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Strength amidst uncertainty Supply meets demand

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AKRON—In spite of widespread drought conditions that impacted much of the country in 2012, U.S. farmers had another very strong year in 2012, and farm tire manufacturers and dealers expect 2013 to be on par.

“I think the first half for OE for 2013 is going to be strong,” said Bill Haney, sales manager, North America for BKT-Tires (USA) Inc. “I think it was set last year, and I think it's continuing.”

Maurice “Morry” Taylor Jr., chairman and CEO of Titan International Inc., also said he believes 2013 ag tire sales will be comparable with 2012, as the tire maker expects its OE sales to remain strong.

“OE has been fairly strong, and people have to understand farmers are buying a lot of new equipment,” he told Tire Business. “A lot of the used equipment is going overseas. New equipment is pretty strong, and I think it's going to stay that way.”

In 2012, U.S. farm equipment sales rose in most major categories, according to Association of Equipment Manufacturer (AEM) figures. Sales of two-wheel-drive farm tractors through December increased by 10 percent to 178,215 from 162,057 the year prior. Sales of tractors in the 100-plus horsepower category grew 15.7 percent for the year, while sales of smaller tractors grew by more than 8 percent.

In addition, sales of four-wheel-drive tractors increased 16 percent while sales of self-propelled combines dipped by less than 1 percent.

In its most recent farm business income report, the U.S. Department of Agriculture's (USDA) Economic Research Service projected that net farm income for the year would reach $114 billion, down about 3.3 percent from 2011, but still high by historical standards. Net cash income is forecast to reach $132.8 billion, a 1.4-percent drop from 2011.

Despite gains in nearly all sources of farm income, the USDA said large increases in expenditures—particularly for purchased feed—have “more than wiped out those price-led gains to farm income.” Still, with near record levels of income, farmers had a lot of money to spend last year.

The prediction takes into account the impacts of the drought producers faced in 2012, with the largest gains in farm-related income expected to come from both federal and private insurance indemnity payments.

“If you get out and you really look, last year we had some guys that just made record money, and you had others that didn't make record money and they turned around and had their claims to the government,” Mr. Taylor said.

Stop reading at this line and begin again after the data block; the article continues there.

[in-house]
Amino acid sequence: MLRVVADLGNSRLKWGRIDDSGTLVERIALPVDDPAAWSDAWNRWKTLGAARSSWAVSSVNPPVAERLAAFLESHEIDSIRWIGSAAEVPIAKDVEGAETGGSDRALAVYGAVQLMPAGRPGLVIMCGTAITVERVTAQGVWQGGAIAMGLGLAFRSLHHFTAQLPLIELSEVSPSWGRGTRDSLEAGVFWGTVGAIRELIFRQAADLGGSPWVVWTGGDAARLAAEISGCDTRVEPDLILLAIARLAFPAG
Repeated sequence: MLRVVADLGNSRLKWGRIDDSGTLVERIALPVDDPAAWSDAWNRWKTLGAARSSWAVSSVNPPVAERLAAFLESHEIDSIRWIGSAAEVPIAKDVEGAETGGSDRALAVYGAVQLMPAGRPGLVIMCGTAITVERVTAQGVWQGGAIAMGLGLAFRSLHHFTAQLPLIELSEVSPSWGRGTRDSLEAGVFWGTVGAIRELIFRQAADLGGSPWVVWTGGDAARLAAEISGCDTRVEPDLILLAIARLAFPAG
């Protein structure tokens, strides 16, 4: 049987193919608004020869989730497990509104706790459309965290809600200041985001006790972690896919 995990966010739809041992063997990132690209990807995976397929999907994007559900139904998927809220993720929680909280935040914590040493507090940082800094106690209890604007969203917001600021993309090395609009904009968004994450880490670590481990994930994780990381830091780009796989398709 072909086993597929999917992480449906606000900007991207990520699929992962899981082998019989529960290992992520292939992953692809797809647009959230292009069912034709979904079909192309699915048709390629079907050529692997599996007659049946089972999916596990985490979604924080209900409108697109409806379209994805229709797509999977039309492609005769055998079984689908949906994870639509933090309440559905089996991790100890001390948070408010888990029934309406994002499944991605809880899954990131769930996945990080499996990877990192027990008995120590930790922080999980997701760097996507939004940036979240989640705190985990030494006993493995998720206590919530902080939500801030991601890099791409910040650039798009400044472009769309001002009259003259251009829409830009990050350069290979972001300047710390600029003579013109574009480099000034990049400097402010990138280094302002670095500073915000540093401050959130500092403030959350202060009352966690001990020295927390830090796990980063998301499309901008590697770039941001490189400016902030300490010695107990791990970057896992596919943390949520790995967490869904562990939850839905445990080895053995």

Most people don't realize, he said, farmers get paid insurance on the yields they did the years before. “So if you had two good years before, man, you hit gold,” he said.

Mr. Haney said it will be easier to see how 2013 is shaping up sales-wise once the second quarter comes around, as farm tire inventories have shrunk.

“A lot of tires were shipped the second half of 2012, and those are in stock,” he said. “They're theoretically being sold out as we speak, but depending on how well that sell-out is, we'll see it in the reordering. Right now we haven't seen it, but we expect to be seeing it within the next 30 days or so.”

While farmers are expected to continue reporting near record-high cash receipts in 2013, whether or not they will spend most of that money remains to be seen.

Mr. Haney said while he believes it will be a good year for farm tire sales, many new equipment purchases could be delayed if a new farm bill is not passed by Congress.

About every five years, Congress passes a new bundle of legislation collectively called the farm bill, which covers national policies on agriculture, nutrition, conservation and forestry. The 2008 bill, which expired at year-end 2012, has temporarily been extended through Sept. 30.

The newly proposed farm bill—officially the Agriculture Reform, Food and Jobs Act of 2012 (S. 3240)—was passed by the U.S. Senate last year. The House agriculture committee voted in favor of the bill in July, but the measure was withheld from consideration due to an insufficient number of votes.

In January, Senate Majority Leader Harry Reid (D-Nev.) re-introduced the bill, which includes proposed reforms such as ending direct payments and streamlining and consolidating programs. The updated bill would reduce the deficit by approximately $23 billion, according the Senate agriculture committee bill summary.

“America's farmers deserve the policy certainty that a five-year farm bill would provide,” said Bob Stallman, president of the American Farm Bureau Federation, in a press release regarding the introduction of the bill.

“We need a flexible, reform-minded bill that draws its key risk management tools from crop insurance provisions. We are encouraged that the process is starting early, and we look forward to working with leaders and committees from both houses and both parties to get this long-term farm bill done.”

Though the previous bill has been extended, the status of the new bill is creating an air of uncertainty in the farming community, Mr. Haney said.

“It's still in flux. It's still not been decided, and as a result this has a—I'm not going to say either a negative or positive effect—but it has a questionable effect.

“People are stalling or holding off on purchases,” Mr. Haney continued. “It was supposed to be resolved at the end of the year, but it's part of the fiscal cliff problem. It has not been addressed yet, and how soon or when they'll do that is anybody's guess.”